Armenian elections: one out, and seven left (but one is on hunger strike and another in hospital recovering from an assassination attempt).

One of the candidates in the Armenian presidential elections formally withdrew from the race on 8 February. The Central Elections Commission duly accepted his withdrawal and cancelled his candidature.  Aram Harutyunyan call for the other six candidates challenging incumbent President Serzh Sargsyan to withdraw from the race has not so far been heeded.

However the situation is far from usual. One other Presidential contender Andreas Ghukasyan has been on hunger strike since the election campaign formally kicked off. Attempts to get him to stop the hunger strike have so far failed. Ghukasyan is protesting against the electoral process which he says is flawed and is asking the Central Elections Commission to bar Sargsyan from the poll.

A third presidential candidate, Pruyur Hayrikyan is in hospital recovering from an assissantation attempt on him a week ago. His medical situation was reported to have deteriorated in the last days and he has been asked by doctors not to leave the hospital bed despite successful surgery on him on Saturday. The Armenian Ministry of National Security has reported that it has arrested two suspects in connection with the assassination attempt.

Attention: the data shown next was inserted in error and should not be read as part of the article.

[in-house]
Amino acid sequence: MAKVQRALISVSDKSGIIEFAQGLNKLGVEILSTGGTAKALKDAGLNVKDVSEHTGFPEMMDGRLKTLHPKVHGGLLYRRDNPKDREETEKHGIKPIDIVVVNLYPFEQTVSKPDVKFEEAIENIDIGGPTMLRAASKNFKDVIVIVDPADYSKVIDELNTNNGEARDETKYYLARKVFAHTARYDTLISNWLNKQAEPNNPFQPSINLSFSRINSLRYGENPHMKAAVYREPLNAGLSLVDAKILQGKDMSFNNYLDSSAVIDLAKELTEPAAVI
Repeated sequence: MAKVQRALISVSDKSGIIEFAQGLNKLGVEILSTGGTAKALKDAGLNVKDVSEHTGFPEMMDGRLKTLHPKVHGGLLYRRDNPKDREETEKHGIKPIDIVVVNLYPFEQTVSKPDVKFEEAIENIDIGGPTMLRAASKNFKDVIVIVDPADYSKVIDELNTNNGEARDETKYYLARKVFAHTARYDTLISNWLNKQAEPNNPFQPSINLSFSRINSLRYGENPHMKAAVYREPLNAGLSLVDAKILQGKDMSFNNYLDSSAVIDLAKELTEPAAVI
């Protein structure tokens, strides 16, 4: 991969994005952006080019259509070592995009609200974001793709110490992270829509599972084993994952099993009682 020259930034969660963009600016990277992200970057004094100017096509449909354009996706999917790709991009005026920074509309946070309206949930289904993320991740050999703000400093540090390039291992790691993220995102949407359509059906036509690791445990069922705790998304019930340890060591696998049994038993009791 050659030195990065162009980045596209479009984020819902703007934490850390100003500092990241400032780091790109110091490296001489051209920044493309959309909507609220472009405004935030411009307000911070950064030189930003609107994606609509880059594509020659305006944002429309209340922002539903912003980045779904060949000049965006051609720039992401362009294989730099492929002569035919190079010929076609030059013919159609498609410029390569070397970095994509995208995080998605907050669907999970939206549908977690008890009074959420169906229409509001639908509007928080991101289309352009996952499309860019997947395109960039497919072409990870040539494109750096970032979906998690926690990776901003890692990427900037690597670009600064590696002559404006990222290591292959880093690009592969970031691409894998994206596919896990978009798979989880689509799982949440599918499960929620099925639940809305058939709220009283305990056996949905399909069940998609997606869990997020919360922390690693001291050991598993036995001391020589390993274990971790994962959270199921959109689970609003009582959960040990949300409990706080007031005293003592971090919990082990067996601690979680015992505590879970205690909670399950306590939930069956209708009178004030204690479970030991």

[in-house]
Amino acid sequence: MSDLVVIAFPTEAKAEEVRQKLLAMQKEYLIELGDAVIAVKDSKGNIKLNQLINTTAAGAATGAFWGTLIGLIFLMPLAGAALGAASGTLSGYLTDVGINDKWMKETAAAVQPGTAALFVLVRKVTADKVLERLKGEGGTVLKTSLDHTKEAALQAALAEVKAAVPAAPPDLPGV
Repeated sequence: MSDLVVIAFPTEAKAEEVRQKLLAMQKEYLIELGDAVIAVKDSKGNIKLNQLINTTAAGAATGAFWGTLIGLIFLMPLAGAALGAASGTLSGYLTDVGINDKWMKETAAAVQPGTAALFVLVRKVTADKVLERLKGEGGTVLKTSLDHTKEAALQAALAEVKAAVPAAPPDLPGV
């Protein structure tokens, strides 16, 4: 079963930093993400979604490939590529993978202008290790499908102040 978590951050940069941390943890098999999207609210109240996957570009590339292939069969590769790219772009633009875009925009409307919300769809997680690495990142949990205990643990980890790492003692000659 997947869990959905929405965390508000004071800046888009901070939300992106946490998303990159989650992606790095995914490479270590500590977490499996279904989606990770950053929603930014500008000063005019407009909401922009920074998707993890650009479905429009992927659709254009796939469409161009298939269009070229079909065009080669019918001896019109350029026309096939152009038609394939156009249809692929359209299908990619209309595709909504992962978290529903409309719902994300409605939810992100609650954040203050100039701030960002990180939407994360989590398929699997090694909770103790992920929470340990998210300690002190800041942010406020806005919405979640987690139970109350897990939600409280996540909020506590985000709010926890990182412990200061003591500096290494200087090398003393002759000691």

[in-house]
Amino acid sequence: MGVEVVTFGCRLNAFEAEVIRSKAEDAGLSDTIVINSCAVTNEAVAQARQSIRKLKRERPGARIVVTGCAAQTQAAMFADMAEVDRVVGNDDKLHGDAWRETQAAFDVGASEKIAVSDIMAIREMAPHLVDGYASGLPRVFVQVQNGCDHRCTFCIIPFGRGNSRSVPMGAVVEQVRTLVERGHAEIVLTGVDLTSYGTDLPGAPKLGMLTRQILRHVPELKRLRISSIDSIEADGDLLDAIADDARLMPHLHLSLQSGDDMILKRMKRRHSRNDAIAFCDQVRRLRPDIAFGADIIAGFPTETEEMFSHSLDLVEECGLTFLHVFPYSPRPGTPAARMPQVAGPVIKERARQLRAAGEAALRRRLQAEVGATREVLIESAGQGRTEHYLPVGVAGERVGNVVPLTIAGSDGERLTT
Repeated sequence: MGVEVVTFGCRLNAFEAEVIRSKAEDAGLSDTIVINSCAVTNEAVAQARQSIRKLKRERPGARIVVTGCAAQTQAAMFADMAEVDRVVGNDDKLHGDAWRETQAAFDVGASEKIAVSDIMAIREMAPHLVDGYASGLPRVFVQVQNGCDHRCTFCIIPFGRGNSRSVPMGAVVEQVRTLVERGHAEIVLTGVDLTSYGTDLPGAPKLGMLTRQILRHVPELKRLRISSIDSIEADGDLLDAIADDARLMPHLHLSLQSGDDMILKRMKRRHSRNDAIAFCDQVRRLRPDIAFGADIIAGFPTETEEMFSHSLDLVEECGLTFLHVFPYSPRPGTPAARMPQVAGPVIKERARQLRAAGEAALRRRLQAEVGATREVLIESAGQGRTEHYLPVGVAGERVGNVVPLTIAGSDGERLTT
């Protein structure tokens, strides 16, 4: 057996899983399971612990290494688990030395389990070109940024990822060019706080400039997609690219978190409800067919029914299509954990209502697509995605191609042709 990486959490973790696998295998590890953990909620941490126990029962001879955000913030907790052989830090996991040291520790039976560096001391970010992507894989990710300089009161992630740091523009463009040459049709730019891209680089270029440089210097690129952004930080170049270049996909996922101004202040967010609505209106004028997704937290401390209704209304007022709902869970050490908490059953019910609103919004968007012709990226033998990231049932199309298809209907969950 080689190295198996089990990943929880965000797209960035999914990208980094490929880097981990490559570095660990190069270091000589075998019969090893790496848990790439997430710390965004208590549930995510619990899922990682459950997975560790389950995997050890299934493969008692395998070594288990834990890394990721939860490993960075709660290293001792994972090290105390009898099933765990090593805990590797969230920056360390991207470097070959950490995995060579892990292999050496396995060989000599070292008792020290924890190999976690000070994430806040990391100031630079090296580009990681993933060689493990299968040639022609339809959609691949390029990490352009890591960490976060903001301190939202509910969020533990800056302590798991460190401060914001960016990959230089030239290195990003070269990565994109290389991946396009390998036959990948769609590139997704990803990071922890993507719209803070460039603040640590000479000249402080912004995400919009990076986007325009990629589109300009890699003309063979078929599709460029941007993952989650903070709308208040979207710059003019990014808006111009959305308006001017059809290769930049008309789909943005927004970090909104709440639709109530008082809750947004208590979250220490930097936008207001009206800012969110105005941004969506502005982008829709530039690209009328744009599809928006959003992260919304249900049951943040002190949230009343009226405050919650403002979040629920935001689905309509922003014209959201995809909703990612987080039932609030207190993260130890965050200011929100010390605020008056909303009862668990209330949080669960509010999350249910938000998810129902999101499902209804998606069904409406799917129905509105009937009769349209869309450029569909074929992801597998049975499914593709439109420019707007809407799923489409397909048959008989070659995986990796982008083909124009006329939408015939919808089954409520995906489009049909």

Hayrikyan has the option to petition the Constitutional Court to ask for a two week deferment of the election so that he can recover before continuing

his campaign. He had earlier indicated he would not seek a postponement but is now saying he will make a decision over the weekend.

That leaves five candidates in the campaign. Apart from President Sargsyan they are former Foreign Minister Raffi Hovhanessina, Former Prime Minister Hrant Bagratyan, former Nagorno-Karabakh Foreign Minister Arman Melikyan and Vardan Sadrekyan. Apart from president Sargsyan who is campaigning intensively, the most active campaign is that of Raffi Hovhanessina. But interest in the election is tepid.

In the meantime the OSCE/ODIHR election monitoring mission issued its  second interim report on Thursday. The report is largely technical. It however also says that

” While the state authorities have declared their intention to conduct elections in line with OSCE commitments, the distinction between campaign activities and state functions appears to be blurred, even where officials formally take leave in order to participate in campaigning. OSCE/ODIHR EOM long-term observers (LTOs) have also reported cases of the incumbent’s campaign offices located in public and local government buildings.”

The full report of the OSCE/ODIHR Mission can be read here.

source: CEW staff.